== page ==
The stripped back nature of the system and the present of the experience benny also makes failure something the player is more likely to accept. It also ensures the success, success but and failure dial isn’t lost in any noise. This isn’t a system in which a player can spend resources to boost rolls out from failure through success but and into success. The dice fall where they fall. Personally, I’m not someone who needs this simplicity or the reward to roll with the failures, the reward in narrative and character defining moments, is enough. I realise though that action, consequence and then new narrative (character change, etc) aren’t reward enough for all so the Dungeon World approach is a good one.

The game has some oddities such as it being an exercise in continually using the discern reality move, which is an encoded way for the players to get the GM to reveal stuff rather than it being left to fiat. It also happens to be based on Wisdom so you obviously need a Cleric to wonder around playing investigator.

You know what I also liked? Structure and control. Note this isn’t necessarily about control being in anyone’s hands, just the fact there is order and control. While this exists in other systems, somehow across a myriad versions of Fate with a sprinkle of Cortex+ this has got lost in the group. Since Dungeon World is a distinct break from such systems in that it’s quite different it has afforded a reset on the principles of such games even if the elements are similar (such as success but, etc).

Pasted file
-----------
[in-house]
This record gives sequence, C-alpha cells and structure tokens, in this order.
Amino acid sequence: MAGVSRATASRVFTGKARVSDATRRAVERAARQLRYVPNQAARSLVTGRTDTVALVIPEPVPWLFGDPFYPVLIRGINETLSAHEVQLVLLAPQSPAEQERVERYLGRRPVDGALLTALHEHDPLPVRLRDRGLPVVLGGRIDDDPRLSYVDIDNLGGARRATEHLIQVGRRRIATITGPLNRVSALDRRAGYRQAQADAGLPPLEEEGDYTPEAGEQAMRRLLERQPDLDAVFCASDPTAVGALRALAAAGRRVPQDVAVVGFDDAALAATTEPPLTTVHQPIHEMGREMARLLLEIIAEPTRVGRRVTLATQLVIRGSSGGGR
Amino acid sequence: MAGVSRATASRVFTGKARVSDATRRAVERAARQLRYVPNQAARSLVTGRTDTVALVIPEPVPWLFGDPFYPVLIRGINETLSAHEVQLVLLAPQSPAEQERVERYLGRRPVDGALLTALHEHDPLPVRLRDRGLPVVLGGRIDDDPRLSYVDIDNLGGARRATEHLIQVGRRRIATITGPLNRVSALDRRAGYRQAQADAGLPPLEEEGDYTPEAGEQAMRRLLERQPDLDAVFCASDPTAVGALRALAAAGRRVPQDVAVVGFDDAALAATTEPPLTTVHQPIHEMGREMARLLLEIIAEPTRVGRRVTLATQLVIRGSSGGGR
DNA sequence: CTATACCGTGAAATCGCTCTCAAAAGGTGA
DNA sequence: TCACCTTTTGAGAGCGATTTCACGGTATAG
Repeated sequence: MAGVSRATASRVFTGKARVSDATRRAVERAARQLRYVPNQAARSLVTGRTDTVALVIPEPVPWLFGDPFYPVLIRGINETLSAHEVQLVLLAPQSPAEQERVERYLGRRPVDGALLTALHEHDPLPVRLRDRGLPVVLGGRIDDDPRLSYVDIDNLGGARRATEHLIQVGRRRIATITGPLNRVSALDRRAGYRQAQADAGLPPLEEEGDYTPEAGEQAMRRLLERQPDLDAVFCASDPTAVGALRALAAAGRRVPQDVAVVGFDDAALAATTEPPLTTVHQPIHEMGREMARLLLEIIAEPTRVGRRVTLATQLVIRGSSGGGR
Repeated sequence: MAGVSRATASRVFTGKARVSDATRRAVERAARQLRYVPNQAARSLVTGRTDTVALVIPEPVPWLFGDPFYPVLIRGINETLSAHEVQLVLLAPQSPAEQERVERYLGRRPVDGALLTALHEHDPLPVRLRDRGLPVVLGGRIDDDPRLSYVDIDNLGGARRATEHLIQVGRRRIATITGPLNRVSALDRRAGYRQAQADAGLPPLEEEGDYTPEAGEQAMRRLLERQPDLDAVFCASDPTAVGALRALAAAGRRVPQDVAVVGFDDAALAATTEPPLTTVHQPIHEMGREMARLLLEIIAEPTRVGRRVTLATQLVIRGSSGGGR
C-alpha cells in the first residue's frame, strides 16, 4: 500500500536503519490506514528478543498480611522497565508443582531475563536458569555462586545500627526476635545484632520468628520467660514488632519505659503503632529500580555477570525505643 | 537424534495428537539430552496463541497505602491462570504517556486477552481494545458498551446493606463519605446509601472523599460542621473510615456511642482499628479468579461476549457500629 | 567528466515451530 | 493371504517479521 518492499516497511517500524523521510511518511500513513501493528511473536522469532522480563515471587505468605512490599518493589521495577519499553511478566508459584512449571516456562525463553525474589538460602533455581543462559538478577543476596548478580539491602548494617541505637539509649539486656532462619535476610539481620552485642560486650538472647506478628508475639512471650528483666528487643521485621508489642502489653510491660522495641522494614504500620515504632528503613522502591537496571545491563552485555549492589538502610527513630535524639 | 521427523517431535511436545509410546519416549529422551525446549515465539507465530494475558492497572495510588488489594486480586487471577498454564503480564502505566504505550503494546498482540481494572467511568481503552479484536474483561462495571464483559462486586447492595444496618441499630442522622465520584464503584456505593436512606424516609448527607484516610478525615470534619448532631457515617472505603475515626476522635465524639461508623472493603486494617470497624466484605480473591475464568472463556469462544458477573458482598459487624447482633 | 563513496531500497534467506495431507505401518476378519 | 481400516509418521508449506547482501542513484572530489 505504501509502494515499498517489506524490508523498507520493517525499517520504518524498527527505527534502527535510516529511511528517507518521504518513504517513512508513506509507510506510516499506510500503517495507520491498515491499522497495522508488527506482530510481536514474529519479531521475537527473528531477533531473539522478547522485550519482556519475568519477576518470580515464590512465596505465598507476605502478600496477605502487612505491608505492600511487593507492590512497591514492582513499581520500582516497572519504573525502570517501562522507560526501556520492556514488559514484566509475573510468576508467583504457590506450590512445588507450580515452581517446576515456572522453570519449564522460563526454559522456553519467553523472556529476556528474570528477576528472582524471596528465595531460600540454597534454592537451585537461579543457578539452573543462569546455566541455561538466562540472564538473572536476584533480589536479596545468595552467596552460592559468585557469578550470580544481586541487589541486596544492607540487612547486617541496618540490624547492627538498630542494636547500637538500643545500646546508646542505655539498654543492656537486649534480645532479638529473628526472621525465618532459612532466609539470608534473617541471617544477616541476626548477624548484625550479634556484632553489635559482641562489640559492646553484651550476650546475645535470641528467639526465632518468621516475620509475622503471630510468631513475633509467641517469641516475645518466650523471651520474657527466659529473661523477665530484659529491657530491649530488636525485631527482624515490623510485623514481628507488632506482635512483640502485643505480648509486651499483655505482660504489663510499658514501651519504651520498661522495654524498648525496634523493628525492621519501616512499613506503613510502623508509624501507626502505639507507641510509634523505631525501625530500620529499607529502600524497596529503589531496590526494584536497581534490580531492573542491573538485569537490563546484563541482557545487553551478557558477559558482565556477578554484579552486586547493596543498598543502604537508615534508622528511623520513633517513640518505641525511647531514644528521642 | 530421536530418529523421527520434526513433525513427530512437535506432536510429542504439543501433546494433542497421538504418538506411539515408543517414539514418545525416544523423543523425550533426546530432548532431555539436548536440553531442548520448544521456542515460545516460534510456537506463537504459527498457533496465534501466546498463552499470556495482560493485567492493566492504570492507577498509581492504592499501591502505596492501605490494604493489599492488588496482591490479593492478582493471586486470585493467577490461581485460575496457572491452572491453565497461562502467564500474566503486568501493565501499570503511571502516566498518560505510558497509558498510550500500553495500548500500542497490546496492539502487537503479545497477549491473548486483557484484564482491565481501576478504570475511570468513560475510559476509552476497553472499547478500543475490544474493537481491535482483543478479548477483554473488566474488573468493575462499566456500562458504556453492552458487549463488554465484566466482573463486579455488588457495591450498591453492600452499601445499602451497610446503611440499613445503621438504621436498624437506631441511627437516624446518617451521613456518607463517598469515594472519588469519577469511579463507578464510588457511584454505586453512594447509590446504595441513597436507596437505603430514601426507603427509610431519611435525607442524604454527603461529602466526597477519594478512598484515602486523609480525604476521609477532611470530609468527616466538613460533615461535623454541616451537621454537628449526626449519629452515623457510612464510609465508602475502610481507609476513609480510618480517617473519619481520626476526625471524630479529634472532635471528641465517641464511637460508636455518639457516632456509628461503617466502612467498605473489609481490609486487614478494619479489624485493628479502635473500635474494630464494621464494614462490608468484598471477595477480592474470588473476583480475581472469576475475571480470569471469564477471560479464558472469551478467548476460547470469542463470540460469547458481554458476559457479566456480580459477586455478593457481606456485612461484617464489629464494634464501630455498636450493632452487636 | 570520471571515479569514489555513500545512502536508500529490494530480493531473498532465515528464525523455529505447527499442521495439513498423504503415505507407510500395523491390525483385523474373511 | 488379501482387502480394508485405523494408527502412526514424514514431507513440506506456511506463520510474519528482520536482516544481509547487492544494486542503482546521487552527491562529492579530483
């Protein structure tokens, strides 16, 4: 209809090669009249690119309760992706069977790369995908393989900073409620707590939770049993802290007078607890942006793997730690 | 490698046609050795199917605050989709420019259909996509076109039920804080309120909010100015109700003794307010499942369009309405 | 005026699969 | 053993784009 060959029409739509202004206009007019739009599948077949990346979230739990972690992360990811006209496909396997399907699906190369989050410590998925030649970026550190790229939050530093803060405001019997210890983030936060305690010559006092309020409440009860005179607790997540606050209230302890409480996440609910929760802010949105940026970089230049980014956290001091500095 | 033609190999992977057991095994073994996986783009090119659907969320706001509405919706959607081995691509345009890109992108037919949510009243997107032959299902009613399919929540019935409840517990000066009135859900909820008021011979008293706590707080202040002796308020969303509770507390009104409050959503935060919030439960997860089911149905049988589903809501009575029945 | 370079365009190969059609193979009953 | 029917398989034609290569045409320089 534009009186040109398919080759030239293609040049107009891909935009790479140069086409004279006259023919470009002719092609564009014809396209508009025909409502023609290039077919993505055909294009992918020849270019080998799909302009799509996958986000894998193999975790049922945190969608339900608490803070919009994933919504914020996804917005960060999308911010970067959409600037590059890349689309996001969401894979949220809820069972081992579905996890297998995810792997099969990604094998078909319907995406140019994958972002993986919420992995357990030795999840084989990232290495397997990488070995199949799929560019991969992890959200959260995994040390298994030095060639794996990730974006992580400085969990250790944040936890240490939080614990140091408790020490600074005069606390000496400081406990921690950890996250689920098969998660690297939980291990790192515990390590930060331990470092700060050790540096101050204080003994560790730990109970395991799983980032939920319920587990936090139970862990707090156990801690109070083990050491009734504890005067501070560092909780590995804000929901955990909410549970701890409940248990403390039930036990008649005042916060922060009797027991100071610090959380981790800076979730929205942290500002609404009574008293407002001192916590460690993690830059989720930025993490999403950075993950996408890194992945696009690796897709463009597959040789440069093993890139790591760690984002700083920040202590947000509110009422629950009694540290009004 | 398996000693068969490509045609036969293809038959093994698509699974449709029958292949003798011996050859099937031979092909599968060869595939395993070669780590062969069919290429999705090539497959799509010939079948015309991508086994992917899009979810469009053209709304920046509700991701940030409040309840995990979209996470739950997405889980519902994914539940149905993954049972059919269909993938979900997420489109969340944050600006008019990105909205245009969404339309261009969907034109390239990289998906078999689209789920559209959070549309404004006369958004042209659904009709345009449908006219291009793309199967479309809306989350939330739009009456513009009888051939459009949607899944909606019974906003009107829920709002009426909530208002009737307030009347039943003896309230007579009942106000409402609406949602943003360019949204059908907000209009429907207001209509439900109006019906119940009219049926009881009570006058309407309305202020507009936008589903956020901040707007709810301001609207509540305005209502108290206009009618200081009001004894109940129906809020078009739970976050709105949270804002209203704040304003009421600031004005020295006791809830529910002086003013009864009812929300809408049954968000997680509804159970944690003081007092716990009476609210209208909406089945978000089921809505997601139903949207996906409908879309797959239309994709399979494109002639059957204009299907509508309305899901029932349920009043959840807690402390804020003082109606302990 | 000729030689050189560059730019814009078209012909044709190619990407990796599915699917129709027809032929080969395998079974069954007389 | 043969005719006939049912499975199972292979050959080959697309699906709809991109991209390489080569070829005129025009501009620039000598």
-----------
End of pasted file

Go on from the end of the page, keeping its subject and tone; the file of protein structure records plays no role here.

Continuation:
The players have distinct moves they can make to prosecute their agency in the game. The GM also has distinct moves but they’re less known to me. It’s also quite clear, as I understand it, that the mode of the game is less about the players making things up whole cloth and more about using moves to learn what the GM ‘knows’. While this seems to be quite strict, the clear structure is good. I’m fine with shared authorship, but I tend to like the controls and tools in the game for it to be used (and again, not necessarily about who has them, just the clarity). You either do it through a social contract alone or you have structured rules but the half-assed middle ground is irritating (and has proved to be annoying in previous games).

Ultimately, other than a very enjoyable game, I’m looking to get something else out of Dungeon World. The playing of a simple game that clearly sets in place the habits of fiction first, approach-based play and using success and success but all together on a regular basis. The foundations of many a ‘trindie’ game, the mix of ‘traditional’ and ‘indie’ I tend to like. This might have some advantages for games based on similar principles down the line. Habits. Common languages. That’s how I see it.

About Ian O'Rourke